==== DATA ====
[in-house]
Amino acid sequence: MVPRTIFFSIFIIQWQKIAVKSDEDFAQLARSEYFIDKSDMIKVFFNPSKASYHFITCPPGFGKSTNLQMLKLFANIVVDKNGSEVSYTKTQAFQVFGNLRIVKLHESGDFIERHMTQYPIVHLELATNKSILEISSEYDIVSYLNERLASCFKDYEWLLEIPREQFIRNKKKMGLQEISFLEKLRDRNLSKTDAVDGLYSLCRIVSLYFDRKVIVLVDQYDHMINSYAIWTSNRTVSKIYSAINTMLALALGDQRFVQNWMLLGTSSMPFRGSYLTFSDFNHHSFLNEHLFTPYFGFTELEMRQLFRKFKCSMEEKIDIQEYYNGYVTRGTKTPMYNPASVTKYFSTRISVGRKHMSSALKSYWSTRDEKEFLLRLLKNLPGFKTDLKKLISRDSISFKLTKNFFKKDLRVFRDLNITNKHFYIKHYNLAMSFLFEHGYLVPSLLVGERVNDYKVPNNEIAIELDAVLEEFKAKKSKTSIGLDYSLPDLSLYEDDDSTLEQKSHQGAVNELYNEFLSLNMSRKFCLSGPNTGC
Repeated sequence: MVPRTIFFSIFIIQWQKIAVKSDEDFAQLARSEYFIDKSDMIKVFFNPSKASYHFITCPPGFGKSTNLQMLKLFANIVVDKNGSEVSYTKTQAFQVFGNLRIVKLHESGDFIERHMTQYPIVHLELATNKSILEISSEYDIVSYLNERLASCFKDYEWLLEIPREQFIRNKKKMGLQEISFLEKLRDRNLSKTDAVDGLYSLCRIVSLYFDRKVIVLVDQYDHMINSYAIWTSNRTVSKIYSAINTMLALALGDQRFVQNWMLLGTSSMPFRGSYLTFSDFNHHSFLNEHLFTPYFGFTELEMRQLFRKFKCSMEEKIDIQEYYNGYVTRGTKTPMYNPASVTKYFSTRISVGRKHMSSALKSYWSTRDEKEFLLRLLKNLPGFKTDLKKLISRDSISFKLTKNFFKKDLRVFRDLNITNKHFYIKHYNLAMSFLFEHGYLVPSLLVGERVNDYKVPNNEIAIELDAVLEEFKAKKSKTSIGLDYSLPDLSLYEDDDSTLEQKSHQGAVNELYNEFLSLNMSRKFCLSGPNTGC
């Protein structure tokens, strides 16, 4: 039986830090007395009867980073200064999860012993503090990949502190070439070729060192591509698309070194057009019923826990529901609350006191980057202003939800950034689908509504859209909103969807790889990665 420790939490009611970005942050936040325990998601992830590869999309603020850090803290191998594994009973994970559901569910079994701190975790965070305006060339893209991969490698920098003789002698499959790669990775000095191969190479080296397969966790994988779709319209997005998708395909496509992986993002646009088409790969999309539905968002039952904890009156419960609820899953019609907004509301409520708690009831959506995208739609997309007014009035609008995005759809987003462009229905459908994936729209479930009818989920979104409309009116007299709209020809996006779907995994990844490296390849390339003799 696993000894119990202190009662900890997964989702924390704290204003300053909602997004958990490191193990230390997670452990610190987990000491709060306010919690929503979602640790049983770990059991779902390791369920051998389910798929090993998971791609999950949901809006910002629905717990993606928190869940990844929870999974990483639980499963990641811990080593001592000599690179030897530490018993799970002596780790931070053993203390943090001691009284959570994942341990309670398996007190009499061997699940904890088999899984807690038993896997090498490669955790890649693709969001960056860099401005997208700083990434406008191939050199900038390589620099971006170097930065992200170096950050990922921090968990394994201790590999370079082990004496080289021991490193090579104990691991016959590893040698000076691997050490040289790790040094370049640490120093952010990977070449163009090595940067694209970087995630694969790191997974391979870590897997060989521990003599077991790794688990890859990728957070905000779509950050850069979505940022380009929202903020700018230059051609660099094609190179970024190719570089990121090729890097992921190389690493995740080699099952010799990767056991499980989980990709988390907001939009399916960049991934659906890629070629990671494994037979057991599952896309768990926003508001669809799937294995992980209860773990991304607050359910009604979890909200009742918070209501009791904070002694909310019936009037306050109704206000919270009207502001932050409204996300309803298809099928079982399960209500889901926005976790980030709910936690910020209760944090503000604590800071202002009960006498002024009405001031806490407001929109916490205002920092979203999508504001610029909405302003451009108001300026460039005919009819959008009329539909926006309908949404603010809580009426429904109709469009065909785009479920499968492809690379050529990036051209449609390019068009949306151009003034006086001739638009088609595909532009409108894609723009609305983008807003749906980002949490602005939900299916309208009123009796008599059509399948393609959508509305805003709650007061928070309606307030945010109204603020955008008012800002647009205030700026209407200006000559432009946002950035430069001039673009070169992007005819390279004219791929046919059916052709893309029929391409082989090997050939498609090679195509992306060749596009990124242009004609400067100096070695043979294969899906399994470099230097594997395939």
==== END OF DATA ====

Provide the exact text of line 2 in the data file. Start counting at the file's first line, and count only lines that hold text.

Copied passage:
Amino acid sequence: MVPRTIFFSIFIIQWQKIAVKSDEDFAQLARSEYFIDKSDMIKVFFNPSKASYHFITCPPGFGKSTNLQMLKLFANIVVDKNGSEVSYTKTQAFQVFGNLRIVKLHESGDFIERHMTQYPIVHLELATNKSILEISSEYDIVSYLNERLASCFKDYEWLLEIPREQFIRNKKKMGLQEISFLEKLRDRNLSKTDAVDGLYSLCRIVSLYFDRKVIVLVDQYDHMINSYAIWTSNRTVSKIYSAINTMLALALGDQRFVQNWMLLGTSSMPFRGSYLTFSDFNHHSFLNEHLFTPYFGFTELEMRQLFRKFKCSMEEKIDIQEYYNGYVTRGTKTPMYNPASVTKYFSTRISVGRKHMSSALKSYWSTRDEKEFLLRLLKNLPGFKTDLKKLISRDSISFKLTKNFFKKDLRVFRDLNITNKHFYIKHYNLAMSFLFEHGYLVPSLLVGERVNDYKVPNNEIAIELDAVLEEFKAKKSKTSIGLDYSLPDLSLYEDDDSTLEQKSHQGAVNELYNEFLSLNMSRKFCLSGPNTGC